# Minds-On Math

# Three-Part Lesson for Teaching Measurement (Virtual Tour)

## Transcript

This is our math-learning wall and this is evolving throughout the year based on the topics that were learning in math. Currently were working on our measurement unit. We use the Three-part lesson format in our classroom. So the first thing is we do a minds-on activity. So the minds-on activitys always related to the learning goal and what I do is after the students have completed the minds-on activity, we talk about what the learning goal is. This sets the stage for what were going to be working on. I assign them a task and they spend the middle portion of the math period working on that task. We come together at the end through a consolidation. We often do a gallery walk or we do a math congress. Through this consolidation, we create anchor charts. So beside me you can see some examples of those anchor charts. On these anchor charts, we use vocabulary words and we always write down the definition. The language is kid friendly and its co-constructed with me. This is to ensure that they always understand just what theyve learned. We include strategies that theyve used while theyve been working on the task and they always provide me with examples of the work in the end. We post this on the learning wall so that they can be reminded of how they used the strategy during the lesson. During the minds-on activity, I assign the class a simple task; something that may take 5 minutes, 10 minutes maximum. This is something related to the learning goals, but something easy enough that just activates their mind, gets them thinking about the concepts, and gets them problem-solving a little. This is just to direct them towards the concepts that we will be working on throughout the lesson. When we were measuring area, one minds-on activity we used was I showed them several different shapes of note paper and I asked them "Which note paper do you think, if you had to write a really long note, would be the best note paper to use and why?" So they had to start thinking about the space on the notepaper, if there was any shapes that they had to eliminate, how they may measure the space. As you can see on my left, the first anchor chart we created was about measurement. The students have some practice with perimeter and area so we talked about the definition of perimeter, and some strategies to measure perimeter, and the definition of area and how you would measure area. The students then drew out some examples of this, they did some measuring, and then they posted a couple of their samples on the board here. The next lesson was about how to measure a parallelogram We needed to ensure that we started with what a parallelogram is. We defined a parallelogram, we drew some samples of parallelograms, and then we talked about how to measure the parallelogram. During the three-part lesson, the learning activity would be to find strategies to measure a parallelogram. Students used manipulatives; they used different types of grid paper, different types of measuring tools. During the consolidation period, the students then talk about the different strategies they explored in order to measure a parallelogram and through this we built success criteria of how to measure a parallelogram. Some students may count the squares if theyre using grid paper, they may use manipulatives to fill the space to measure the parallelogram, and some students use the formula. The next one we did was triangles. We follow the same format; a simple minds-on task to investigate triangles and then the large portion of the learning happens where theyre working on strategies to measure the triangle, and then we consolidate through talking about some of the strategies they used. By posting their work samples, they can come up and they can use the learning wall to apply their learning when were doing problem solving.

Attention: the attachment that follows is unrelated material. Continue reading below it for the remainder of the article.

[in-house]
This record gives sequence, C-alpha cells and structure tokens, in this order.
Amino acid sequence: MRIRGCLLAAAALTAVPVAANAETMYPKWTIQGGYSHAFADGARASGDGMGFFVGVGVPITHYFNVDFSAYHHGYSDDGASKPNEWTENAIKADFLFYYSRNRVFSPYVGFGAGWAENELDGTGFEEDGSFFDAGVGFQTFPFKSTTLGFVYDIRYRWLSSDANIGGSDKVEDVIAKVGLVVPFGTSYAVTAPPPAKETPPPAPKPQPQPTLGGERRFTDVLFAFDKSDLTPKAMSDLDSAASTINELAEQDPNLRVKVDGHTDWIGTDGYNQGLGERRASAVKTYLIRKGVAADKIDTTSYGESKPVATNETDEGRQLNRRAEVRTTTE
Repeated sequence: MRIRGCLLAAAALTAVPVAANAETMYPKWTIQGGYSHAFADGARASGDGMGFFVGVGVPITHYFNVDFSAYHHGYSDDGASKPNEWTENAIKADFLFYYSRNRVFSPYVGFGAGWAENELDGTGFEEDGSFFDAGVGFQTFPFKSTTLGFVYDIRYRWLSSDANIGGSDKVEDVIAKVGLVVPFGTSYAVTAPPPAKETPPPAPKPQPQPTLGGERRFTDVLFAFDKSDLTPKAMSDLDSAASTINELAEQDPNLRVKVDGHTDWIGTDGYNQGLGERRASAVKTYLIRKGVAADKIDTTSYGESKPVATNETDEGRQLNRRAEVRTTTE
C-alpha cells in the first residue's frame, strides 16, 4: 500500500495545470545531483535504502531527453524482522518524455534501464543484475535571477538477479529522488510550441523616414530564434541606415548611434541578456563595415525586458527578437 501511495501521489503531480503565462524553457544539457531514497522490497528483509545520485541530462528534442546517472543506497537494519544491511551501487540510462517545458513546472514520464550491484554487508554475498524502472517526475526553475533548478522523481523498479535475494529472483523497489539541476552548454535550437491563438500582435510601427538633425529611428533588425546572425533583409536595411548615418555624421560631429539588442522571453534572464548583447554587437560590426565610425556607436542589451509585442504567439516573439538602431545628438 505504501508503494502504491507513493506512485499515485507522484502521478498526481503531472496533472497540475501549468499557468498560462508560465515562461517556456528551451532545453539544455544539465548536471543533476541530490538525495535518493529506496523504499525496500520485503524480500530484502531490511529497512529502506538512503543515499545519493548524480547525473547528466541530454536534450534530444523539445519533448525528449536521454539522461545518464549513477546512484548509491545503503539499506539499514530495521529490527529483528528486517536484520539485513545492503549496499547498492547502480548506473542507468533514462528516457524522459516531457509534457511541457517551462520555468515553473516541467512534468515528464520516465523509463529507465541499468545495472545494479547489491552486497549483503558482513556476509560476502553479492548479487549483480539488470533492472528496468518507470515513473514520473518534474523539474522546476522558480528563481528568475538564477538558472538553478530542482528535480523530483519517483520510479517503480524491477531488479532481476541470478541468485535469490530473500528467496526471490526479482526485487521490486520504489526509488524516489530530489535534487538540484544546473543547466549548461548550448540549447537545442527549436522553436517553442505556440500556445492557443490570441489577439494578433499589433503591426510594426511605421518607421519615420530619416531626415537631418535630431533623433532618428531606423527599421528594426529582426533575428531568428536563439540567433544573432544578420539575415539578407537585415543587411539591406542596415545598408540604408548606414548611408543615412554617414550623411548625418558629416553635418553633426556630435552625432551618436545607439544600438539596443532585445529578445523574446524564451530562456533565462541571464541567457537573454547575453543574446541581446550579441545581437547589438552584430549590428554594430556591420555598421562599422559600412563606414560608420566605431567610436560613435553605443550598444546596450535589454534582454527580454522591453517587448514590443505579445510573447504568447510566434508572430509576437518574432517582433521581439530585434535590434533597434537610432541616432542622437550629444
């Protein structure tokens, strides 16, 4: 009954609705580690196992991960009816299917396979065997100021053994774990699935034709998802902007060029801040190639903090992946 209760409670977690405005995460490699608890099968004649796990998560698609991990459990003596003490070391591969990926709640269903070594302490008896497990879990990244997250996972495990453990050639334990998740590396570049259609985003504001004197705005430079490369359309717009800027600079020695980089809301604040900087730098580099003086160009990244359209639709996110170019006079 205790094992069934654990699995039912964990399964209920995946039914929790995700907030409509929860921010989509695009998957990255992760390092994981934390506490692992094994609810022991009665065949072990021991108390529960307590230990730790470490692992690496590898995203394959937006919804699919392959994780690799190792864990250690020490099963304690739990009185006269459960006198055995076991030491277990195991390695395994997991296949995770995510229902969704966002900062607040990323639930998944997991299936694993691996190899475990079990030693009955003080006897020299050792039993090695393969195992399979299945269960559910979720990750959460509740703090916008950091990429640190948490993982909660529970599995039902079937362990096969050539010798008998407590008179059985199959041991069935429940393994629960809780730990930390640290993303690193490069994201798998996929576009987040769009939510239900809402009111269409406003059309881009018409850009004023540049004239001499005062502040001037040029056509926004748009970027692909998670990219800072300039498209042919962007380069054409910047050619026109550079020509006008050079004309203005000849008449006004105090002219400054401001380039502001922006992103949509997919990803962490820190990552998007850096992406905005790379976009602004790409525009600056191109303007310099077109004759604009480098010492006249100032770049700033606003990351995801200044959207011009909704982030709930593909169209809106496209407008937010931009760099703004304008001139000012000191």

## Related References

Additional Link:Three-Part Lesson Format: http://professionallyspeaking.oct.ca/march_2010/features/lesson_study/three-part.aspx

## Activity Objective

The goal ofMinds-On Math: Three-Part Lesson for Teaching Measurement (Virtual Tour)is to illustrate how to follow a 3-step lesson format to teach measurement. To get started, the teacher uses a simple minds-on activity to get them thinking about the learning goal. Next, she assigns a simple task for the students to work on. Then students come together at the end to consolidate; they build an anchor chart, co-create success criteria, define unknown vocabulary words, and share their problem-solving strategies. The teacher also explains two other lessons using the same approach. As a result, the class is left with clear success criteria and a useful math-learning wall resource that they can consult throughout the year as needed.

## Quick Tips

### Additional Comments:

- You can create a learning wall for just about any subject. Just try and make sure that the text is written large enough so that students can see as much as possible from their desks. - Dont hesitate to remind students to consult the math-learning wall before asking the teacher. This will help build their sense of independence and confidence as they develop their problem-solving skills.